Reno Ready

How to brighten a Midtown East fixer-upper on a low floor

By Leah Hochbaum Rosner  | July 18, 2019 - 10:00AM

Architect Niv Ben-Adi recommends swapping out the floor lamps for recessed LEDs in this Midtown East apartment to give it more light. 

Al Siedman of VHT, courtesy The Corcoran Group

The bedrooms are separated in this Midtown East two-bedroom fixer-upper, 225 East 57th St., #2G, says Niv Ben-Adi, founder and principal of architecture and design studio Atelier036. That's good for privacy. But the co-op, which is listed for $1,025,000, definitely has a few strikes against it.

“It’s on a lower floor, so it doesn’t get a lot of natural light,” Ben-Adi says. Plus, the kitchen is “tucked away” when most buyers today want it to be open to the living space. “That’s a major obstacle,” he says.

In this week’s Reno Ready, Ben-Adi summarizes his plans for renovating this outdated unit, including swapping out the floor lamps for recessed LEDs and adding “as much glass as possible” to the bedroom in order to make it feel like it gets more light than it actually does. 


Add LEDs to give light to the living room

Lighting: Instead of the smattering of floor lamps that are in here at the moment, Ben-Adi recommends linear LEDs recessed into the wall that will “flood light onto the ceiling.” You won’t see the lights themselves, but the ceiling will be illuminated, he says. These should cost around $130 per linear foot.

Floor: He’d replace the ancient flooring with wider wood boards that will “quiet the space” a bit since they’ll have fewer joints. “It’ll make everything look more relaxed,” he says. He’d choose either a bright Scandinavian-type wood or light gray boards. This new flooring should cost around $10 per square foot (before installation).

Moldings: He’d remove all of them—the crown moldings, the door casings, and all of the baseboards—in order to make the room look “as clean as possible,” he says.

Walls: Ben-Adi advises leaving the walls white and using brightly colored furniture and artwork to “create color on this blank canvas.”

Window treatments: Simple roll-down shades should suffice here, he says. Prices for these light-filtering roller shades start at $255 at The Shade Store.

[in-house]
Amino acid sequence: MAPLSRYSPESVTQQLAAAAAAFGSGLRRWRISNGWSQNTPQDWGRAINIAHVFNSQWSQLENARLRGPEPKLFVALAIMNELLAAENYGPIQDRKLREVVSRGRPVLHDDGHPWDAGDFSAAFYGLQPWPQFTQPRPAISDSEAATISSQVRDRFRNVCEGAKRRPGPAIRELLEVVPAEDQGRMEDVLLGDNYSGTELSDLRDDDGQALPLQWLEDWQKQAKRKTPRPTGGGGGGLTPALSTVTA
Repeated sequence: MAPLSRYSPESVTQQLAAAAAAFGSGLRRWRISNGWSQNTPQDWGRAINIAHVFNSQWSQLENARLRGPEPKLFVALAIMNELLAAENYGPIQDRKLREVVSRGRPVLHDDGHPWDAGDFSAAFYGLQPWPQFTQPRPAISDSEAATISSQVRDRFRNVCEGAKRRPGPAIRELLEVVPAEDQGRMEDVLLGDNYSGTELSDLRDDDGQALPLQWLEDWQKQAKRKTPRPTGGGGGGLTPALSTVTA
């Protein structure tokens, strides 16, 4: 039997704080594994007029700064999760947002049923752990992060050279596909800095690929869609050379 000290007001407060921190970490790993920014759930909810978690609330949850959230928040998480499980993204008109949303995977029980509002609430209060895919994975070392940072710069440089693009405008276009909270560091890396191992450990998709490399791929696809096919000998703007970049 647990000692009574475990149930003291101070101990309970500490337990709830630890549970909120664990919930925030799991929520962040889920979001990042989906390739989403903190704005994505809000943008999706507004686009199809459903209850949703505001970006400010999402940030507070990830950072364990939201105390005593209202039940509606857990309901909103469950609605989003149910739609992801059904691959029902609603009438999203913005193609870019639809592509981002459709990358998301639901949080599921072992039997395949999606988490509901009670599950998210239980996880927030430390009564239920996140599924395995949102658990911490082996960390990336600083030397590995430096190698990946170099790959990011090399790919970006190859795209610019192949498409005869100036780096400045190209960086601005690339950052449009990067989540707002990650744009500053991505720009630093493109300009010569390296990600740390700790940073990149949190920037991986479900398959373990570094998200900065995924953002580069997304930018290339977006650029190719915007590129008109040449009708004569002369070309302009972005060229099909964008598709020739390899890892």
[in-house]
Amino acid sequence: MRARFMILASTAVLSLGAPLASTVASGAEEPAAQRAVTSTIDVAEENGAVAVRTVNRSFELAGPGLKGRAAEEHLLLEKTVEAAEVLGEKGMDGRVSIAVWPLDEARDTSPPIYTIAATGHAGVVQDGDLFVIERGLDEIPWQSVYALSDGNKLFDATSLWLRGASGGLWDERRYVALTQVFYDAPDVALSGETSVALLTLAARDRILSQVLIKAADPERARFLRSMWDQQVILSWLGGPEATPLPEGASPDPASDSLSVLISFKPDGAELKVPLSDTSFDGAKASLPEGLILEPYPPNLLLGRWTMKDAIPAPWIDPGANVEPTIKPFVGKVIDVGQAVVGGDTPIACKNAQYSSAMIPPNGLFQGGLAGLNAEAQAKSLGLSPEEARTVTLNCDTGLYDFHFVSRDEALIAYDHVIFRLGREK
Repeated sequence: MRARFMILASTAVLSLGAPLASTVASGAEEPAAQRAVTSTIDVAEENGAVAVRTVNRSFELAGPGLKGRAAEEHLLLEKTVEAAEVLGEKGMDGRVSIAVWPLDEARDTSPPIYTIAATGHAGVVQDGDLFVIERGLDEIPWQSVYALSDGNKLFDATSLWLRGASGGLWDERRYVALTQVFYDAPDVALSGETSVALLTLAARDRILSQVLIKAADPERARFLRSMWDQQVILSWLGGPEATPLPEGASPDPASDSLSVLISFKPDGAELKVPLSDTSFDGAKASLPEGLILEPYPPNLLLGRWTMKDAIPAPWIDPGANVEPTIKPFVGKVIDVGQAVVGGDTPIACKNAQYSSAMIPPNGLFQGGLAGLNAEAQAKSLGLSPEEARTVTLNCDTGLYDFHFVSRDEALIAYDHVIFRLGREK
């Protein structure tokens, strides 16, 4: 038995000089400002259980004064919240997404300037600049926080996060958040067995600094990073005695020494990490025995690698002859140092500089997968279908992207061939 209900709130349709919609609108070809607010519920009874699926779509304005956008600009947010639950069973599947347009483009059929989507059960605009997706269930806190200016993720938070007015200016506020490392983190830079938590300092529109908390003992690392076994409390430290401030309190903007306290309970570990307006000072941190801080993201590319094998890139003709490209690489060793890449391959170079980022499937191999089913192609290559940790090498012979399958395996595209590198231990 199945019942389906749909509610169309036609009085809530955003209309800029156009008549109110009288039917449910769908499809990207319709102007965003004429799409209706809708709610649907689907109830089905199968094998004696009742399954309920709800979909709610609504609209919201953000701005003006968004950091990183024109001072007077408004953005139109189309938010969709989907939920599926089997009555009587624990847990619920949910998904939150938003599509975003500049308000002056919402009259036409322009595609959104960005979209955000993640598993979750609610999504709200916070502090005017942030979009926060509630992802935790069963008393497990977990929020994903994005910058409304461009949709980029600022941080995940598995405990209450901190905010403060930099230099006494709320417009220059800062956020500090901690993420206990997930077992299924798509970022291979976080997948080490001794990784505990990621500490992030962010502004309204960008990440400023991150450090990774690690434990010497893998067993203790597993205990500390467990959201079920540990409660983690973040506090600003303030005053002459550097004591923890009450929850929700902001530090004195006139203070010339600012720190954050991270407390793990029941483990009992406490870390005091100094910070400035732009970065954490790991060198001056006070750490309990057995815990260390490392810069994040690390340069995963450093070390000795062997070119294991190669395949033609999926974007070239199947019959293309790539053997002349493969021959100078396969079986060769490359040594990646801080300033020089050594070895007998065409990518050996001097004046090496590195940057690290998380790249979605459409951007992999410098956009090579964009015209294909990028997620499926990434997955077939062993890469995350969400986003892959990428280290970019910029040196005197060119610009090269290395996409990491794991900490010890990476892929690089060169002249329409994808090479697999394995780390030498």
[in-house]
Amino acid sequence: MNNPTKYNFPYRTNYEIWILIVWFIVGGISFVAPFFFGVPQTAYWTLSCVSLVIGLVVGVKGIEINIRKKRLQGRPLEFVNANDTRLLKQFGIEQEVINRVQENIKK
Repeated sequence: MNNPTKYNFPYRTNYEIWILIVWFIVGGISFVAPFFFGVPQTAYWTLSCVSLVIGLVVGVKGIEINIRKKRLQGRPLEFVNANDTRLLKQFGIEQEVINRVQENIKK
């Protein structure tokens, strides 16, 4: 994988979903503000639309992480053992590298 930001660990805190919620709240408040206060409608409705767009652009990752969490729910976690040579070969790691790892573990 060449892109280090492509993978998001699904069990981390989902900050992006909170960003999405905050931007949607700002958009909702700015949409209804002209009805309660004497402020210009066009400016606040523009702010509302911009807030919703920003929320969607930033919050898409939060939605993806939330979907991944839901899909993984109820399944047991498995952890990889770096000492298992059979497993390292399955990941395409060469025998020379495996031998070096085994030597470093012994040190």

Radiator cover: He’d have a custom cabinet built around the heater in here, as well as in both bedrooms, which will add shelving and storage space to each of the rooms. These cost around $2,500 each.


Integrate the kitchen with the living space

The first thing Ben-Adi would do here is put the kitchen where the home office is and the home office where the kitchen is. “I’m trying to integrate the kitchen better with the living space,” he says.  

Lighting: Here too, he’d opt for linear LED lights up top. These should cost around $130 per linear foot. He’d also add under-cabinet lights, such as these SlimEdge LED under-cabinet lights, $52 at Lamps Plus.

Cabinets: He thinks that white matte cabinets make the most sense for this room. “They’ll keep things simple and clean and bounce the light around,” he says. Cabinets from a place like budget-friendly IKEA should cost around $6,000.

Countertops: Ben-Adi thinks that a durable material like Caesarstone would work well, and recommends choosing white countertops with a subtle gray veining or light gray countertops. These will cost around $80 per linear foot. “It’s not inexpensive, but it’s a good product” he says.

Backsplash: He’d choose glass panels that’ll be easy to wipe down after even the messiest of culinary disasters. These cost around $30 per square foot.

Floors: Large-format tiles in a grayish hue would work best here, Ben-Adi says. “It’ll minimize the number of joints and echo the countertops,” he says. These should cost about $7 to $9 per square foot.

Appliances: He’d lose the “massive stove” and get a smaller, more manageable range with a drop-in cooktop so that the countertops will be continuous. This Frigidaire 30-inch gas cooktop is $693 at This Summit 30-inch gas wall oven is $2,195, also at